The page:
Caltrans News Release
Sept. 15, 2016
Contact: Hayden Manning, (619) 688-6670
Caltrans Lends a Hand in California Coastal Cleanup
SAN DIEGO—Caltrans maintenance staff will pick up litter around bridges, roadways, and underpasses during the week leading up to California Coastal Cleanup Day September 17.
Last year, Caltrans crews collected 1,725 cubic yards of litter, enough to fill 108 trash trucks, and also swept 626 shoulder miles of roadway. Help also came from California’s Adopt-A-Highway program volunteers, 164 groups with 734 participants collected nearly 10 tons of litter.
“Caltrans is dedicated to making California as litter-free as possible,” said Caltrans Director Malcolm Dougherty. “We spend millions of dollars every year cleaning up trash along our roadways -- money that could be used for road maintenance. We urge all California motorists to dispose of trash properly.”
This year’s activities include: On Saturday, Local Adopt-A-Highway program volunteers will picking up litter at locations on Interstate 5 near the community of Barrio Logan and Imperial Beach; on Interstate 805 through north National City and south San Diego; as well as on Interstate 8 (I-8) thought the community of Alpine. Caltrans Maintenance Crews have been removing litter on I-8 just east of the community of Ocean Beach, on I-5 through central San Diego; through the San Diego River adjacent to State Route 52 and 67; and on State Route 78 and 79 through the community of Ramona.
Caltrans has more than 12,000 structures and bridges above or alongside inland waterways. The partnership with the California Coastal Commission helped collect more than 1.1 million pounds of trash and recyclables in 2015, with over 65,000 volunteers participating statewide.
According to the California Coastal Commission, only 20 percent of ocean debris can be linked to ocean-based sources, with the remaining 80 percent coming from land-based sources. Cigarette butts and food wrappers, likely thrown from motor vehicles on to the roadway, represent most of the litter collected.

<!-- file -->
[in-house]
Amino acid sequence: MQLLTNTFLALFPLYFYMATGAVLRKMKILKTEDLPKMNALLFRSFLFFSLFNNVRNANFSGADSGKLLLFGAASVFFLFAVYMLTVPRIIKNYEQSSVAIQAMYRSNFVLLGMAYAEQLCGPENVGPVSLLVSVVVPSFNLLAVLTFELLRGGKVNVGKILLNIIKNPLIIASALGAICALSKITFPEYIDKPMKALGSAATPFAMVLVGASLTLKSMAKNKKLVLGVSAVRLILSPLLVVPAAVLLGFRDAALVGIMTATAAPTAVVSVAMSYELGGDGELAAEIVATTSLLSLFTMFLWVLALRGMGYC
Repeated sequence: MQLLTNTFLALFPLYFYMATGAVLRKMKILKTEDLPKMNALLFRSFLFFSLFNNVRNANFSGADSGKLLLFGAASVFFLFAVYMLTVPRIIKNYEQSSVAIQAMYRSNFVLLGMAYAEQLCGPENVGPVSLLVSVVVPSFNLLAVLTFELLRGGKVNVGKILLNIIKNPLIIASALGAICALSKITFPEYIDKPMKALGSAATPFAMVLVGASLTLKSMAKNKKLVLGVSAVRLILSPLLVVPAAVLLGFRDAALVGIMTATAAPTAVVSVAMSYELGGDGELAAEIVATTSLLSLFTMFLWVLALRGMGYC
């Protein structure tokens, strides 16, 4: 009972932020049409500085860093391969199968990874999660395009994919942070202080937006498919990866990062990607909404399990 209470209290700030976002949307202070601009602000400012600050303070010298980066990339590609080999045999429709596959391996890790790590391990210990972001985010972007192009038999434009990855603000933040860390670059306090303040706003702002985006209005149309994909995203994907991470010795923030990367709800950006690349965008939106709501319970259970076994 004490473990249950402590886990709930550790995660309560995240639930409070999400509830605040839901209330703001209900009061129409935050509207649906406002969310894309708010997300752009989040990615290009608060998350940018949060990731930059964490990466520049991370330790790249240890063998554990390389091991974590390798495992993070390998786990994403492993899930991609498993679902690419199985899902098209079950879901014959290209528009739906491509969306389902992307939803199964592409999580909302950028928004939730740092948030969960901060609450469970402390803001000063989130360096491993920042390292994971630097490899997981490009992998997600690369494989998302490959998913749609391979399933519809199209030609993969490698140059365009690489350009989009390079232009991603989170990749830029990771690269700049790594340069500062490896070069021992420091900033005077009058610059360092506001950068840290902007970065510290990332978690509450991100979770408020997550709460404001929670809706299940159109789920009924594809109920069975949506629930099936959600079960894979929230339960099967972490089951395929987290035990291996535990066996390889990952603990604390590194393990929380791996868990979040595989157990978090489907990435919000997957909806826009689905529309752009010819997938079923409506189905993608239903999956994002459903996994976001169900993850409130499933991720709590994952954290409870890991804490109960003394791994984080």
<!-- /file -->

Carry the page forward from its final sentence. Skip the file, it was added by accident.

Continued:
The California Coastal Commission offers these tips to individuals to help reduce litter:
- Dispose of cigarette butts properly.
- Keep storm drains clean – they drain to waterways and the ocean.
- Reduce, reuse, and recycle (in that order) at home, work and school.
- Buy reusable products and products made from recycled materials with little or no packaging.
- Participate in Adopt-A-Highway and Adopt-A-Beach programs.
The first California Coastal Cleanup Day was in 1985, with nearly 2,500 Californians participating. To date, 1.3 million volunteers have removed more than 22 million pounds of debris from our state’s beaches, lakes, and waterways. More information is available at http://www.coastal.ca.gov/
The Adopt-A-Highway program, which began in 1989, has been one of the truly successful government-public partnerships of our time. More than 120,000 Californians have cleaned and enhanced over 15,000 shoulder-miles of roadside. For more information on the Adopt-A-Highway program visit http://www.dot.ca.gov/maintenance/adopt-a-highway/index.html
“Protect Every Drop” is a Caltrans Stormwater Public Education Campaign. By reducing stormwater pollution in and around more than 50,000 lane miles of the highway system, water that discharges into major watersheds in the state will carry less pollutants and reduce the impact to our precious waterways. For more information, visit ProtectEveryDrop.com.
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